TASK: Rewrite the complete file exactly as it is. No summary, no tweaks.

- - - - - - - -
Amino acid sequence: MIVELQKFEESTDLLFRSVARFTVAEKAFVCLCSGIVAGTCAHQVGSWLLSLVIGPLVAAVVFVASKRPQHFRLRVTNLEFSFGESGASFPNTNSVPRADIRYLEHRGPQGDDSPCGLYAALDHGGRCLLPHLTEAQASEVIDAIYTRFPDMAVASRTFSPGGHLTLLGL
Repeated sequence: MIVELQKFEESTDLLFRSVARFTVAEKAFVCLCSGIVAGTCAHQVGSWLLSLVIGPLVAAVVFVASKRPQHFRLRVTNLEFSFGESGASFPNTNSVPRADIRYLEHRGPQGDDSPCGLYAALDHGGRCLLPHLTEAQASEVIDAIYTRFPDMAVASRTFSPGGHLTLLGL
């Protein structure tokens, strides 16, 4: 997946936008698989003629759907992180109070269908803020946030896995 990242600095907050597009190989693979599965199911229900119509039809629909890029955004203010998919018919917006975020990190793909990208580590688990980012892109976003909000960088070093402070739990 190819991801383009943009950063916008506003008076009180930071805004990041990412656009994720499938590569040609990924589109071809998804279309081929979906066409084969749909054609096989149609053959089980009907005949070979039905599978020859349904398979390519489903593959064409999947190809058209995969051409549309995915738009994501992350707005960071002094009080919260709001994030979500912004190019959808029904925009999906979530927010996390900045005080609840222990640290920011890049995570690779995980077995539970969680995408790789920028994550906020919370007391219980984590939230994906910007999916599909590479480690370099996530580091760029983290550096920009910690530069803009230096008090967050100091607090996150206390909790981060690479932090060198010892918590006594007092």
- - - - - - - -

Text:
Amino acid sequence: MIVELQKFEESTDLLFRSVARFTVAEKAFVCLCSGIVAGTCAHQVGSWLLSLVIGPLVAAVVFVASKRPQHFRLRVTNLEFSFGESGASFPNTNSVPRADIRYLEHRGPQGDDSPCGLYAALDHGGRCLLPHLTEAQASEVIDAIYTRFPDMAVASRTFSPGGHLTLLGL
Repeated sequence: MIVELQKFEESTDLLFRSVARFTVAEKAFVCLCSGIVAGTCAHQVGSWLLSLVIGPLVAAVVFVASKRPQHFRLRVTNLEFSFGESGASFPNTNSVPRADIRYLEHRGPQGDDSPCGLYAALDHGGRCLLPHLTEAQASEVIDAIYTRFPDMAVASRTFSPGGHLTLLGL
């Protein structure tokens, strides 16, 4: 997946936008698989003629759907992180109070269908803020946030896995 990242600095907050597009190989693979599965199911229900119509039809629909890029955004203010998919018919917006975020990190793909990208580590688990980012892109976003909000960088070093402070739990 190819991801383009943009950063916008506003008076009180930071805004990041990412656009994720499938590569040609990924589109071809998804279309081929979906066409084969749909054609096989149609053959089980009907005949070979039905599978020859349904398979390519489903593959064409999947190809058209995969051409549309995915738009994501992350707005960071002094009080919260709001994030979500912004190019959808029904925009999906979530927010996390900045005080609840222990640290920011890049995570690779995980077995539970969680995408790789920028994550906020919370007391219980984590939230994906910007999916599909590479480690370099996530580091760029983290550096920009910690530069803009230096008090967050100091607090996150206390909790981060690479932090060198010892918590006594007092």